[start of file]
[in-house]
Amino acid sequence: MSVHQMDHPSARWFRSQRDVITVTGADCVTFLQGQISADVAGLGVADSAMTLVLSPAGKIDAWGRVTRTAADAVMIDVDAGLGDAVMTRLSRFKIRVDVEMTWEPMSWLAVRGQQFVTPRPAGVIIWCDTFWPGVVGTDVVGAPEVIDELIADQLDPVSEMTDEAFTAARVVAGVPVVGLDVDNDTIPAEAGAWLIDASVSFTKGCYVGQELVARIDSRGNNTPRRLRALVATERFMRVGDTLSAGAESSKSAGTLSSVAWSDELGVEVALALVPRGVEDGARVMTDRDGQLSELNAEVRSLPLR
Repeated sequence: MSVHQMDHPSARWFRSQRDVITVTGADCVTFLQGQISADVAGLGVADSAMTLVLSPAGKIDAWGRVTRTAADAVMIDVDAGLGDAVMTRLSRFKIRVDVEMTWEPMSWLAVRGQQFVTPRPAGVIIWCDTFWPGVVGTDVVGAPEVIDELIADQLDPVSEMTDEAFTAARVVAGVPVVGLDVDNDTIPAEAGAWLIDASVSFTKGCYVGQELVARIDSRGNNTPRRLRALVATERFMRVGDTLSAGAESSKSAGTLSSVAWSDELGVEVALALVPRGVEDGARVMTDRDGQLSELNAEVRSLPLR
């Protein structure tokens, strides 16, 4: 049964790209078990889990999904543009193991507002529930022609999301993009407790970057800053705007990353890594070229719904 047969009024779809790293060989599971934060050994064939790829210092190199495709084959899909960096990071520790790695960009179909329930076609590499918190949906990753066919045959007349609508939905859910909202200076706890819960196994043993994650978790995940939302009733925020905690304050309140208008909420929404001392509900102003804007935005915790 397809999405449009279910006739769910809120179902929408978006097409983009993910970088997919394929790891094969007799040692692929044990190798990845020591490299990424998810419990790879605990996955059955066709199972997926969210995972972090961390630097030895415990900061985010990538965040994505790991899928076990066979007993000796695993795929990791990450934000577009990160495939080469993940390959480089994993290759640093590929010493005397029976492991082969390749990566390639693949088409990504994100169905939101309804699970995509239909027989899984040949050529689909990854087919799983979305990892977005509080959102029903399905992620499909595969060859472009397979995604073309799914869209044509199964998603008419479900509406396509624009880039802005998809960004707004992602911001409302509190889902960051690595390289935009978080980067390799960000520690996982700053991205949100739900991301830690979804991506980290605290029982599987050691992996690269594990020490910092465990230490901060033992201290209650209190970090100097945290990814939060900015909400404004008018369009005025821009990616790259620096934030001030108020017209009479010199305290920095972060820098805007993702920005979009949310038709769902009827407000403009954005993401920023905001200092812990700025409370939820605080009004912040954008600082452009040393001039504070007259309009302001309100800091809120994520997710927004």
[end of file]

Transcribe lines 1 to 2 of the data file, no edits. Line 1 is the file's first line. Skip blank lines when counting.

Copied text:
[in-house]
Amino acid sequence: MSVHQMDHPSARWFRSQRDVITVTGADCVTFLQGQISADVAGLGVADSAMTLVLSPAGKIDAWGRVTRTAADAVMIDVDAGLGDAVMTRLSRFKIRVDVEMTWEPMSWLAVRGQQFVTPRPAGVIIWCDTFWPGVVGTDVVGAPEVIDELIADQLDPVSEMTDEAFTAARVVAGVPVVGLDVDNDTIPAEAGAWLIDASVSFTKGCYVGQELVARIDSRGNNTPRRLRALVATERFMRVGDTLSAGAESSKSAGTLSSVAWSDELGVEVALALVPRGVEDGARVMTDRDGQLSELNAEVRSLPLR